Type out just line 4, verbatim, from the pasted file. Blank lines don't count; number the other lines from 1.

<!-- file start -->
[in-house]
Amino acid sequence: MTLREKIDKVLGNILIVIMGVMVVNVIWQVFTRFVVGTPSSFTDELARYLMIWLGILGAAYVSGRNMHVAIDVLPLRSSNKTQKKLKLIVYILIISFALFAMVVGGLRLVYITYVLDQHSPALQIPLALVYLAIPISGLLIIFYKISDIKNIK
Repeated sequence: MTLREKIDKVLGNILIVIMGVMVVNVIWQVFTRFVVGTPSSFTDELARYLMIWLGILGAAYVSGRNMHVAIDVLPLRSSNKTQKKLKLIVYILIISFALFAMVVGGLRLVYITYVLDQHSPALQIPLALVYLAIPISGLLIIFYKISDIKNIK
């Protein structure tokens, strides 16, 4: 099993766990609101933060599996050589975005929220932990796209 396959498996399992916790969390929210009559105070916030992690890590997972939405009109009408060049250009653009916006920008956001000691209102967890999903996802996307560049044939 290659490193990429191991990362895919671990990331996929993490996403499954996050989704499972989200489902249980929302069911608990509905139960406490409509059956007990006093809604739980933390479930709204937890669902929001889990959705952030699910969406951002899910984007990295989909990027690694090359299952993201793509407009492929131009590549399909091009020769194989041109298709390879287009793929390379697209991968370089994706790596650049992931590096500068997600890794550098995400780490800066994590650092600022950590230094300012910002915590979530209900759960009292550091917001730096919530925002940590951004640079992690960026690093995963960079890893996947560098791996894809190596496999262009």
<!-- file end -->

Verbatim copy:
């Protein structure tokens, strides 16, 4: 099993766990609101933060599996050589975005929220932990796209 396959498996399992916790969390929210009559105070916030992690890590997972939405009109009408060049250009653009916006920008956001000691209102967890999903996802996307560049044939 290659490193990429191991990362895919671990990331996929993490996403499954996050989704499972989200489902249980929302069911608990509905139960406490409509059956007990006093809604739980933390479930709204937890669902929001889990959705952030699910969406951002899910984007990295989909990027690694090359299952993201793509407009492929131009590549399909091009020769194989041109298709390879287009793929390379697209991968370089994706790596650049992931590096500068997600890794550098995400780490800066994590650092600022950590230094300012910002915590979530209900759960009292550091917001730096919530925002940590951004640079992690960026690093995963960079890893996947560098791996894809190596496999262009």